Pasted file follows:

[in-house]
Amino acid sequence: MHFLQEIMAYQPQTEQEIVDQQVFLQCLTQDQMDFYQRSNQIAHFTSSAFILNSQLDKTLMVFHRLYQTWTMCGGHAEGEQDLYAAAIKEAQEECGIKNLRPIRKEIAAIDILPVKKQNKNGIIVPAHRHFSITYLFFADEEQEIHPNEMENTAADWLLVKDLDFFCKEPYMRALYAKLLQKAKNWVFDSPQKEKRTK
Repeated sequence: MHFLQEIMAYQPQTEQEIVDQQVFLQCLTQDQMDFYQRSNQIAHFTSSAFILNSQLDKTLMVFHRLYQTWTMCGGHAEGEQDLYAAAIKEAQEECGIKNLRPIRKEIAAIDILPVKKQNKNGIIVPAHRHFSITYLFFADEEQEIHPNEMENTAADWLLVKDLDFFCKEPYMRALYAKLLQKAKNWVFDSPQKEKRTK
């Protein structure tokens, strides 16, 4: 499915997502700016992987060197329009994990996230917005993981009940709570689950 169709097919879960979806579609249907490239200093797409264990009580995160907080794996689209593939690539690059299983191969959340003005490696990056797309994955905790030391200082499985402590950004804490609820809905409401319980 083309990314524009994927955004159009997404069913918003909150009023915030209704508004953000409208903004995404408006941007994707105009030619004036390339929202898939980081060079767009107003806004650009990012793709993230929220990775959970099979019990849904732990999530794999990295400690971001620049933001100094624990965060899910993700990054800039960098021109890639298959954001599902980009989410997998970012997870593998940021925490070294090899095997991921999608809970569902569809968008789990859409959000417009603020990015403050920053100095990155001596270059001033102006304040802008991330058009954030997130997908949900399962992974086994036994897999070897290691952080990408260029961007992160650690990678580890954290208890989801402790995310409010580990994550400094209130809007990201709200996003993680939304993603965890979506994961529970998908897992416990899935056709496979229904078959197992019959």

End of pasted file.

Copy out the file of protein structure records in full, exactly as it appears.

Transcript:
[in-house]
Amino acid sequence: MHFLQEIMAYQPQTEQEIVDQQVFLQCLTQDQMDFYQRSNQIAHFTSSAFILNSQLDKTLMVFHRLYQTWTMCGGHAEGEQDLYAAAIKEAQEECGIKNLRPIRKEIAAIDILPVKKQNKNGIIVPAHRHFSITYLFFADEEQEIHPNEMENTAADWLLVKDLDFFCKEPYMRALYAKLLQKAKNWVFDSPQKEKRTK
Repeated sequence: MHFLQEIMAYQPQTEQEIVDQQVFLQCLTQDQMDFYQRSNQIAHFTSSAFILNSQLDKTLMVFHRLYQTWTMCGGHAEGEQDLYAAAIKEAQEECGIKNLRPIRKEIAAIDILPVKKQNKNGIIVPAHRHFSITYLFFADEEQEIHPNEMENTAADWLLVKDLDFFCKEPYMRALYAKLLQKAKNWVFDSPQKEKRTK
């Protein structure tokens, strides 16, 4: 499915997502700016992987060197329009994990996230917005993981009940709570689950 169709097919879960979806579609249907490239200093797409264990009580995160907080794996689209593939690539690059299983191969959340003005490696990056797309994955905790030391200082499985402590950004804490609820809905409401319980 083309990314524009994927955004159009997404069913918003909150009023915030209704508004953000409208903004995404408006941007994707105009030619004036390339929202898939980081060079767009107003806004650009990012793709993230929220990775959970099979019990849904732990999530794999990295400690971001620049933001100094624990965060899910993700990054800039960098021109890639298959954001599902980009989410997998970012997870593998940021925490070294090899095997991921999608809970569902569809968008789990859409959000417009603020990015403050920053100095990155001596270059001033102006304040802008991330058009954030997130997908949900399962992974086994036994897999070897290691952080990408260029961007992160650690990678580890954290208890989801402790995310409010580990994550400094209130809007990201709200996003993680939304993603965890979506994961529970998908897992416990899935056709496979229904078959197992019959």